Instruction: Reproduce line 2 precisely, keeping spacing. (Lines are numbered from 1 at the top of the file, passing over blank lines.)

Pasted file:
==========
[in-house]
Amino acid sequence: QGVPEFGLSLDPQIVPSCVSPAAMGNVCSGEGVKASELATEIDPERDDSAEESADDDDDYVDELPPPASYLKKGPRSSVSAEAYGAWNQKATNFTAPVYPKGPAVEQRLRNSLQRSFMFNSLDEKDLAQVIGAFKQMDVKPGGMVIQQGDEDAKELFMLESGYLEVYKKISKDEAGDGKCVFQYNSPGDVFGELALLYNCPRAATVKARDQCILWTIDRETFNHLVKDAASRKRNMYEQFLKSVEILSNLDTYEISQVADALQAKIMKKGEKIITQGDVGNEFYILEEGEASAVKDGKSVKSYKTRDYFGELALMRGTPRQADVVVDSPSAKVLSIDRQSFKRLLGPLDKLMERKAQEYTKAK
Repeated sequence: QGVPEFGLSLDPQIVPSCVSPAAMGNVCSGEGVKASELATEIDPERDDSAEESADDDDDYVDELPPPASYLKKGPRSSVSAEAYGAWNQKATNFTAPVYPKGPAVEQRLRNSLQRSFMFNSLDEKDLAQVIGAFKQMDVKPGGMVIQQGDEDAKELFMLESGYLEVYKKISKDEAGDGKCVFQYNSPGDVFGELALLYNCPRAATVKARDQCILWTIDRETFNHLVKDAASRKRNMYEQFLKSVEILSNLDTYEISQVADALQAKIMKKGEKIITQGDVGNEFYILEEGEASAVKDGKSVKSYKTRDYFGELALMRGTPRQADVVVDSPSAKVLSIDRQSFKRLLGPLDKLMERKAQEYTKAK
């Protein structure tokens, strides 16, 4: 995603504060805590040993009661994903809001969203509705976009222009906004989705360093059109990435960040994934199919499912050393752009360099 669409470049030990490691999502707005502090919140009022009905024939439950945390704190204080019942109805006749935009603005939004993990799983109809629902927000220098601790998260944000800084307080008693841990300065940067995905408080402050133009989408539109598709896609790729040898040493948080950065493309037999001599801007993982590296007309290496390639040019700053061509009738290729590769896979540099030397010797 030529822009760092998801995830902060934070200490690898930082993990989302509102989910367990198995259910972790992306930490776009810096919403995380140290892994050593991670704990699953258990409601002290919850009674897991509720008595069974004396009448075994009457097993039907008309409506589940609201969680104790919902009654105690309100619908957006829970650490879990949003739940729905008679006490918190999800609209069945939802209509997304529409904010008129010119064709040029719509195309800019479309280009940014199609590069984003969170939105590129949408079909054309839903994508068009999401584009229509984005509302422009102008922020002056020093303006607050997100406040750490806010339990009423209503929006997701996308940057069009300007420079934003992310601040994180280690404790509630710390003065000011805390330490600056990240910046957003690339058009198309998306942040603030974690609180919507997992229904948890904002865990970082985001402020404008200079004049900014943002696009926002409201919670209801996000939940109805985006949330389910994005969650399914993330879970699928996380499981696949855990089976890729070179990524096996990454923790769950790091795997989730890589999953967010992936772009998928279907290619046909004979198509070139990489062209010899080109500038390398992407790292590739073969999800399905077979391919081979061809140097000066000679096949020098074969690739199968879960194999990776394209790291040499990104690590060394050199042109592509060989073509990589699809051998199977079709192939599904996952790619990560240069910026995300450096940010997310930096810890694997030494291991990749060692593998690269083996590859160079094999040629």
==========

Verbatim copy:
Amino acid sequence: QGVPEFGLSLDPQIVPSCVSPAAMGNVCSGEGVKASELATEIDPERDDSAEESADDDDDYVDELPPPASYLKKGPRSSVSAEAYGAWNQKATNFTAPVYPKGPAVEQRLRNSLQRSFMFNSLDEKDLAQVIGAFKQMDVKPGGMVIQQGDEDAKELFMLESGYLEVYKKISKDEAGDGKCVFQYNSPGDVFGELALLYNCPRAATVKARDQCILWTIDRETFNHLVKDAASRKRNMYEQFLKSVEILSNLDTYEISQVADALQAKIMKKGEKIITQGDVGNEFYILEEGEASAVKDGKSVKSYKTRDYFGELALMRGTPRQADVVVDSPSAKVLSIDRQSFKRLLGPLDKLMERKAQEYTKAK